critical work; θ4, in particular, seems to be by a slim margin the oldest of the texts, followed by the complete codex θ. Yu. Grigoriev labored under the difficult conditions of a direct UN military administration. It was difficult to impossible to obtain permission to bring archaeological finds out of the Red Zone. And regulations designed to prevent importation of a nanovirus limited Grigoriev and the Edessene team to that computer hardware and software which could be obtained locally. This meant that work had to proceed on an ancient Intel 8088 processor, with a long-obsolete dot-matrix printer. The limited availability of soft fonts forced the adoption of a less-thanideal Greek uncial font. UN anti-nanovirus regulations also forbid export of any electronic media, so that the fruit of Grigoriev's labor-in-progress has had to be brought out through UN checkpoints by a courier in hardcopy form. It is a direct photofacsimile of this hard copy which is here provided to the academic community for the first time. It is hoped that a proper printing will be quickly available, as soon as Academician Grigoriev is able to leave his work in the Red Zone, and supervise the edition himself. The present translation of the Gospel of Thaddaeus is based largely on the codex θ, with critical comparison where appropriate to the other manuscripts. But these fragments add little to our knowledge of the text, so that it would be small loss if our knowledge were based on θ alone. Hence, this present preliminary English translation omits Grigoriev's full textual apparatus, which will appear with the forthcoming revised edition. Grigoriev's critical Greek text will also be supplied in the revised edition, along with a full critical commentary on the Thaddaean text. The accompanying pericope-by-pericope English translation in the present edition is Grigoriev's, as revised by his graduate assistant, and brought into line, as far as is practicable, with the RSV text of the UBS GreekEnglish Synopsis Quattuor Evangeliorum, 3rd edn. The footnotes are Grigoriev's own abridgment of his fuller textual commentary in preparation. The availability at the Edessene site of a CDROM peripheral has provided on-site access to the full Migne texts of the PL and PG. However, the slowness of the primitive facilities has prohibited anything like an exhaustive search of relevant passages in the patristic literature.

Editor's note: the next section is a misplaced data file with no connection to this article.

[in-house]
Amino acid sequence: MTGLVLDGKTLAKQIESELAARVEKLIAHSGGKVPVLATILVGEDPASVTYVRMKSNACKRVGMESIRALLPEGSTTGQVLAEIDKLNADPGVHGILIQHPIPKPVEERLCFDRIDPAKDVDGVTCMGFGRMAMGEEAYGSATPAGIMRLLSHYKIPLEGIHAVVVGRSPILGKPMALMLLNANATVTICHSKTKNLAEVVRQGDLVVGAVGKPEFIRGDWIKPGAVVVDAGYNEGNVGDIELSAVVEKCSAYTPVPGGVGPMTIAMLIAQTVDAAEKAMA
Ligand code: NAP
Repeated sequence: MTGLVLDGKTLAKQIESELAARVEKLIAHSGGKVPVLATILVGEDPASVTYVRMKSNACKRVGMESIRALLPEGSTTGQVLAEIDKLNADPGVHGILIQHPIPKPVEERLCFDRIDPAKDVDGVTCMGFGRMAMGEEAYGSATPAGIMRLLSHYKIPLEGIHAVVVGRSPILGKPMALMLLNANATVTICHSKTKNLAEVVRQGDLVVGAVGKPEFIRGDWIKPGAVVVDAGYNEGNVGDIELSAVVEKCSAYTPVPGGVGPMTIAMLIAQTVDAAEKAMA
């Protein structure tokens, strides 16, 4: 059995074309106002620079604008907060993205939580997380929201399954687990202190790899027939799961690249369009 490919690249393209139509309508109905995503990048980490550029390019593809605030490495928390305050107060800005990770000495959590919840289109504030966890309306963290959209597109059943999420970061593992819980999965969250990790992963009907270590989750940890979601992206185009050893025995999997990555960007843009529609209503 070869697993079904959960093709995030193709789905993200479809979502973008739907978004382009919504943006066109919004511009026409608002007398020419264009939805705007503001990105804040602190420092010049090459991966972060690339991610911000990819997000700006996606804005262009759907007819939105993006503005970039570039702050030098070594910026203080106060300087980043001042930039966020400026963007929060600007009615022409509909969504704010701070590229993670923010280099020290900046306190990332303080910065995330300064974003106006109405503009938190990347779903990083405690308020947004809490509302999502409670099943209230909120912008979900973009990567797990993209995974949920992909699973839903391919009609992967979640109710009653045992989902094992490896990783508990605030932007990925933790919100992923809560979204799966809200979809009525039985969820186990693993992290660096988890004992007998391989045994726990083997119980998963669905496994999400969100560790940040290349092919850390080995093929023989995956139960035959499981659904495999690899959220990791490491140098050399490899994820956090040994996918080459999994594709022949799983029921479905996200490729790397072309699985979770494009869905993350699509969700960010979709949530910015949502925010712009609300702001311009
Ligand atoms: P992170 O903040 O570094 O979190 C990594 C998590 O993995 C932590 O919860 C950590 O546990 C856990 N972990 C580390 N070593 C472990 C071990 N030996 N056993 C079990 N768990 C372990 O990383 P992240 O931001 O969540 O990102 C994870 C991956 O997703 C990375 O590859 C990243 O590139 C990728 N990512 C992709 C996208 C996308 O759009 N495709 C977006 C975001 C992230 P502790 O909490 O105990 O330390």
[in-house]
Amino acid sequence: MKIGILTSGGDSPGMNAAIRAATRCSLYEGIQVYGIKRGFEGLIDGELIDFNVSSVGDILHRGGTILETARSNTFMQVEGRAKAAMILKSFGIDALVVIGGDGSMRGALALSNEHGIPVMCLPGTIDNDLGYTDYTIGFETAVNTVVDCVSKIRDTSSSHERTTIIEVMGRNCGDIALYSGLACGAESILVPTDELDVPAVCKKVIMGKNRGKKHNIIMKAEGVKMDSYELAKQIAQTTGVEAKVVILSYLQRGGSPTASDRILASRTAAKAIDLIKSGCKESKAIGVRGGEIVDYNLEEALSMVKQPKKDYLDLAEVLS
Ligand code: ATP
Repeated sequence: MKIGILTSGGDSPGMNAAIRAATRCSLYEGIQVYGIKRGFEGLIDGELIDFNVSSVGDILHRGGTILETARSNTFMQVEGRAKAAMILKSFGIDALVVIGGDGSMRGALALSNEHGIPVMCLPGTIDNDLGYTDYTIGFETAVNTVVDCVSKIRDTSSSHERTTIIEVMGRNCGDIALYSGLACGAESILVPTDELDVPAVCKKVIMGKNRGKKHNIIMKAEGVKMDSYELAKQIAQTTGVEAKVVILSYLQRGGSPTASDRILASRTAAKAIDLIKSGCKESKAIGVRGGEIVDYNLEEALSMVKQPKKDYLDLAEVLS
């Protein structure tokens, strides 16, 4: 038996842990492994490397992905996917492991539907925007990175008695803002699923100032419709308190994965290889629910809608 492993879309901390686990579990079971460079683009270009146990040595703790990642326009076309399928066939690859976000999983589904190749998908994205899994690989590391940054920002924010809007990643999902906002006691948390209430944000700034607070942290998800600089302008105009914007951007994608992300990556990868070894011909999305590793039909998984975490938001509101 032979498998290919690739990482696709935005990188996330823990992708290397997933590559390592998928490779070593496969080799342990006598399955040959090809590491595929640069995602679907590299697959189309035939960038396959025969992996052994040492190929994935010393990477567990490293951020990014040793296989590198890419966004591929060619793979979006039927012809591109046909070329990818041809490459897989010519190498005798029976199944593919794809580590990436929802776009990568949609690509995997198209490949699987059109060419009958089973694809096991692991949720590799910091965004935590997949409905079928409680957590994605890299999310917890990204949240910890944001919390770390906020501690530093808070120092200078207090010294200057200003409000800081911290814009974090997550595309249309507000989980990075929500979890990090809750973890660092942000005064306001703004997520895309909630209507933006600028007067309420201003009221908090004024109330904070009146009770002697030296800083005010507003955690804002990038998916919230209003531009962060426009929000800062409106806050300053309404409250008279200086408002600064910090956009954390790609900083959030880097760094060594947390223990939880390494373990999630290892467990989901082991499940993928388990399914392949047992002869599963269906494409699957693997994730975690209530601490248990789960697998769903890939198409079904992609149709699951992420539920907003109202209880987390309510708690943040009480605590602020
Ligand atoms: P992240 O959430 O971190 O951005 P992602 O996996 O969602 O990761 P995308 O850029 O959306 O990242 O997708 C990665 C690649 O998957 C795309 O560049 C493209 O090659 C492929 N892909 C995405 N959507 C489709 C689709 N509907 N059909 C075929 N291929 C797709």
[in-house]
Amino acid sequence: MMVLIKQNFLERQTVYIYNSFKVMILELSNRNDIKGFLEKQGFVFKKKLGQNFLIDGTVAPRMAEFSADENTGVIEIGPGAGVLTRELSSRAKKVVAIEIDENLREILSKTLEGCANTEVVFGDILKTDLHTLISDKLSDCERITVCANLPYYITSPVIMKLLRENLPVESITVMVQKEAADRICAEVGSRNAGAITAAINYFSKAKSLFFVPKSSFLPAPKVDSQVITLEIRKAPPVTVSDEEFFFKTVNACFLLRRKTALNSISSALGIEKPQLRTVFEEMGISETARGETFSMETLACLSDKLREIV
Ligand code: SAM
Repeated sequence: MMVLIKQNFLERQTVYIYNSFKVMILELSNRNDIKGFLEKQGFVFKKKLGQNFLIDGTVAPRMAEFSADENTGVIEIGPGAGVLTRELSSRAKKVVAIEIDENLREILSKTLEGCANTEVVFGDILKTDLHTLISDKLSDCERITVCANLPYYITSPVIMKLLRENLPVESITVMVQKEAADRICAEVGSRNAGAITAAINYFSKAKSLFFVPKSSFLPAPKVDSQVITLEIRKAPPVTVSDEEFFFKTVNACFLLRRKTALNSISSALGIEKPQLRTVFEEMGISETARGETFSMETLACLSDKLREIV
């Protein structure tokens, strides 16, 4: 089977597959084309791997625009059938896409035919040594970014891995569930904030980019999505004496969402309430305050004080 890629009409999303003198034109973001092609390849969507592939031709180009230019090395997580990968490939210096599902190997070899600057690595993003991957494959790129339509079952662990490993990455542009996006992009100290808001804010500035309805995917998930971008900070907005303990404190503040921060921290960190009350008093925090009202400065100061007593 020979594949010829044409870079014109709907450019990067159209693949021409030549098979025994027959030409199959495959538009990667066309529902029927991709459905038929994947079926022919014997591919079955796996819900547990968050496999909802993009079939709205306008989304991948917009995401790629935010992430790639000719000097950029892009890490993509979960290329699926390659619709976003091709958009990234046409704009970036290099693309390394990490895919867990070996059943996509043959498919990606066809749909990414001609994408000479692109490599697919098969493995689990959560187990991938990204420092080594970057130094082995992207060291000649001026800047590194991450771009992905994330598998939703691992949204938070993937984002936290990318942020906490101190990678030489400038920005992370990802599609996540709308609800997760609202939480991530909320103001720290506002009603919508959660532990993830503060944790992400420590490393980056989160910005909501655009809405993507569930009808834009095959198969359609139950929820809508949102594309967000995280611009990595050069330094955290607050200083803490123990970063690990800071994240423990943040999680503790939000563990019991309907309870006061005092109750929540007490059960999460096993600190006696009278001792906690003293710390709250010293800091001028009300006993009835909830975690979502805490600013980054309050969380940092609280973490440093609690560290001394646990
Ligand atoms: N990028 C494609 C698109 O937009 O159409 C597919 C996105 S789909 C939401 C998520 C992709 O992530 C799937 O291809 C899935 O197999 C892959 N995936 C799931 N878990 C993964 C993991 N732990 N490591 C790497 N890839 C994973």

The Gospel of Thaddaeus has excited some interest among the general public ever since Grigoriev's original find at Tel-al-Faron seven years ago. Indeed, not since the finding of the Dead Sea Scrolls has an archaeological find of religious texts generated comparable curiosity and controversy. Yu. Grigoriev has provided a brief essay on the historical and critical significance of the Gospel of Thaddaeus, making full use of his insights gained during the ongoing work at Edessa. We present here, for the first time, an English translation of his remarks in full.